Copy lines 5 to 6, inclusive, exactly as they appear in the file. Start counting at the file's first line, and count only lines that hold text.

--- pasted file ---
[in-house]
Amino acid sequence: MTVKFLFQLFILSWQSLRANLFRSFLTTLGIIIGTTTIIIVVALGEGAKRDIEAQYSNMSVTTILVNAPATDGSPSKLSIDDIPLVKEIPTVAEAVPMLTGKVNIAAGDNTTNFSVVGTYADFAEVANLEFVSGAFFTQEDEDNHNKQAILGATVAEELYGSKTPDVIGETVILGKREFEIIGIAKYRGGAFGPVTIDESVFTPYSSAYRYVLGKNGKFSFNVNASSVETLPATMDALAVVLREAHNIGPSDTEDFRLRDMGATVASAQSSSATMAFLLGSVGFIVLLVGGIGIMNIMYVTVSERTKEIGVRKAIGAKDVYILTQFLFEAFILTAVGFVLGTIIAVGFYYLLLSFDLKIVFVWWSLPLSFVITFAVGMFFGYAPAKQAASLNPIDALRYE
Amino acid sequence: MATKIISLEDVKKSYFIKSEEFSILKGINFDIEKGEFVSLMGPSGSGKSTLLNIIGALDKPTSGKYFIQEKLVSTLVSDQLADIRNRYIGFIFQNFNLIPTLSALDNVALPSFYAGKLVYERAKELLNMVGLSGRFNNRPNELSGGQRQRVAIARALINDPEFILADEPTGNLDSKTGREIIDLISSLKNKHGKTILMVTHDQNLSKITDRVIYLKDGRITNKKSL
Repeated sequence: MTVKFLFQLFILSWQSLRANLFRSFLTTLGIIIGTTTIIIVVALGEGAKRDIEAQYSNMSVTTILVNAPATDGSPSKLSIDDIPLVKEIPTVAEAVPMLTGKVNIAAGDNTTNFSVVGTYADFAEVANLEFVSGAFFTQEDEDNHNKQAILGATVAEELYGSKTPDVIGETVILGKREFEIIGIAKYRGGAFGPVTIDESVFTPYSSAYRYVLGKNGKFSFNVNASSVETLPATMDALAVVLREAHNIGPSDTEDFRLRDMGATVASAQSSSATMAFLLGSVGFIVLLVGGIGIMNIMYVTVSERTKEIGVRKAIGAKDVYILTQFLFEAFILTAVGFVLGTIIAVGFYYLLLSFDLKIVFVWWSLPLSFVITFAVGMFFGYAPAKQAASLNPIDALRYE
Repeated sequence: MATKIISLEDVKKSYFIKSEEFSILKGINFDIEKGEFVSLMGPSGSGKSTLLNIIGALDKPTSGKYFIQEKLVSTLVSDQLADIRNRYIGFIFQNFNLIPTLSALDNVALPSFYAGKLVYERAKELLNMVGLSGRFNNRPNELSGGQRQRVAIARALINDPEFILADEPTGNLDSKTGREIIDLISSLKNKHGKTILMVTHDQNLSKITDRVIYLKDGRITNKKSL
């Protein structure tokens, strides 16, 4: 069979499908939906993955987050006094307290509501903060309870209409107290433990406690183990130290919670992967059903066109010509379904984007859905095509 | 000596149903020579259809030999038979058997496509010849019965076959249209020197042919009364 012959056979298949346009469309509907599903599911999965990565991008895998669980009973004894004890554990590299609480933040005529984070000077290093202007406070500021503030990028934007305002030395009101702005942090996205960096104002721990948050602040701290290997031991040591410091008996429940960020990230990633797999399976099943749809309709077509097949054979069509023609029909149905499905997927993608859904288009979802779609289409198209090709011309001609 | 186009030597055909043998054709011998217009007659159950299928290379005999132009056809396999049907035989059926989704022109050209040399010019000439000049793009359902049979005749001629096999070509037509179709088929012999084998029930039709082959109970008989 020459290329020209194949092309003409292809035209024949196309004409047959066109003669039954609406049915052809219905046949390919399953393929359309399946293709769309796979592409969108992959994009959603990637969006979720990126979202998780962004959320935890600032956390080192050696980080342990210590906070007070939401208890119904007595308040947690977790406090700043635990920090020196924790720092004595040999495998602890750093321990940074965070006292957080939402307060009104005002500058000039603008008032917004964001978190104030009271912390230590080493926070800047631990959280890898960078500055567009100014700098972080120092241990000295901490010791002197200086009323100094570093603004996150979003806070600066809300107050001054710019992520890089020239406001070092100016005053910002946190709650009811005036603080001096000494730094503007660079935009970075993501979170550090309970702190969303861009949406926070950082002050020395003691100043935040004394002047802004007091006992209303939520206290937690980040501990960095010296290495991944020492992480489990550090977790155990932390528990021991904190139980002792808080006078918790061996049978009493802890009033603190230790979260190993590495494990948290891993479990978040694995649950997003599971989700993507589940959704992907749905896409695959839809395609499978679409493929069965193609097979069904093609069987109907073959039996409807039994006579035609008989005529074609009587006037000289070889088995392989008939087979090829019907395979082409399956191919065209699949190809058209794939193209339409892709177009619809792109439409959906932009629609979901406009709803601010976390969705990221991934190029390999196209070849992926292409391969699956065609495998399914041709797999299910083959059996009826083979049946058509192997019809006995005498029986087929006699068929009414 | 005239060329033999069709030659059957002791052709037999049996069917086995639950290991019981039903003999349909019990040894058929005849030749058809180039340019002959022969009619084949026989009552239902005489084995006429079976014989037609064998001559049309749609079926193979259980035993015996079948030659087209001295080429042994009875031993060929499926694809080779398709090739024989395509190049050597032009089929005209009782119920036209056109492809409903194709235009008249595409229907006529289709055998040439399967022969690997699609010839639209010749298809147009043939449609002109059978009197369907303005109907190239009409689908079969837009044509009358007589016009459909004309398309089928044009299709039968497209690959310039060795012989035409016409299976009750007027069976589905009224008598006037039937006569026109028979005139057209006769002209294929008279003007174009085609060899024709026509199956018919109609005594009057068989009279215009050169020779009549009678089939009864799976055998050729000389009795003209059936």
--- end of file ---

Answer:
Repeated sequence: MATKIISLEDVKKSYFIKSEEFSILKGINFDIEKGEFVSLMGPSGSGKSTLLNIIGALDKPTSGKYFIQEKLVSTLVSDQLADIRNRYIGFIFQNFNLIPTLSALDNVALPSFYAGKLVYERAKELLNMVGLSGRFNNRPNELSGGQRQRVAIARALINDPEFILADEPTGNLDSKTGREIIDLISSLKNKHGKTILMVTHDQNLSKITDRVIYLKDGRITNKKSL
């Protein structure tokens, strides 16, 4: 069979499908939906993955987050006094307290509501903060309870209409107290433990406690183990130290919670992967059903066109010509379904984007859905095509 | 000596149903020579259809030999038979058997496509010849019965076959249209020197042919009364 012959056979298949346009469309509907599903599911999965990565991008895998669980009973004894004890554990590299609480933040005529984070000077290093202007406070500021503030990028934007305002030395009101702005942090996205960096104002721990948050602040701290290997031991040591410091008996429940960020990230990633797999399976099943749809309709077509097949054979069509023609029909149905499905997927993608859904288009979802779609289409198209090709011309001609 | 186009030597055909043998054709011998217009007659159950299928290379005999132009056809396999049907035989059926989704022109050209040399010019000439000049793009359902049979005749001629096999070509037509179709088929012999084998029930039709082959109970008989 020459290329020209194949092309003409292809035209024949196309004409047959066109003669039954609406049915052809219905046949390919399953393929359309399946293709769309796979592409969108992959994009959603990637969006979720990126979202998780962004959320935890600032956390080192050696980080342990210590906070007070939401208890119904007595308040947690977790406090700043635990920090020196924790720092004595040999495998602890750093321990940074965070006292957080939402307060009104005002500058000039603008008032917004964001978190104030009271912390230590080493926070800047631990959280890898960078500055567009100014700098972080120092241990000295901490010791002197200086009323100094570093603004996150979003806070600066809300107050001054710019992520890089020239406001070092100016005053910002946190709650009811005036603080001096000494730094503007660079935009970075993501979170550090309970702190969303861009949406926070950082002050020395003691100043935040004394002047802004007091006992209303939520206290937690980040501990960095010296290495991944020492992480489990550090977790155990932390528990021991904190139980002792808080006078918790061996049978009493802890009033603190230790979260190993590495494990948290891993479990978040694995649950997003599971989700993507589940959704992907749905896409695959839809395609499978679409493929069965193609097979069904093609069987109907073959039996409807039994006579035609008989005529074609009587006037000289070889088995392989008939087979090829019907395979082409399956191919065209699949190809058209794939193209339409892709177009619809792109439409959906932009629609979901406009709803601010976390969705990221991934190029390999196209070849992926292409391969699956065609495998399914041709797999299910083959059996009826083979049946058509192997019809006995005498029986087929006699068929009414 | 005239060329033999069709030659059957002791052709037999049996069917086995639950290991019981039903003999349909019990040894058929005849030749058809180039340019002959022969009619084949026989009552239902005489084995006429079976014989037609064998001559049309749609079926193979259980035993015996079948030659087209001295080429042994009875031993060929499926694809080779398709090739024989395509190049050597032009089929005209009782119920036209056109492809409903194709235009008249595409229907006529289709055998040439399967022969690997699609010839639209010749298809147009043939449609002109059978009197369907303005109907190239009409689908079969837009044509009358007589016009459909004309398309089928044009299709039968497209690959310039060795012989035409016409299976009750007027069976589905009224008598006037039937006569026109028979005139057209006769002209294929008279003007174009085609060899024709026509199956018919109609005594009057068989009279215009050169020779009549009678089939009864799976055998050729000389009795003209059936």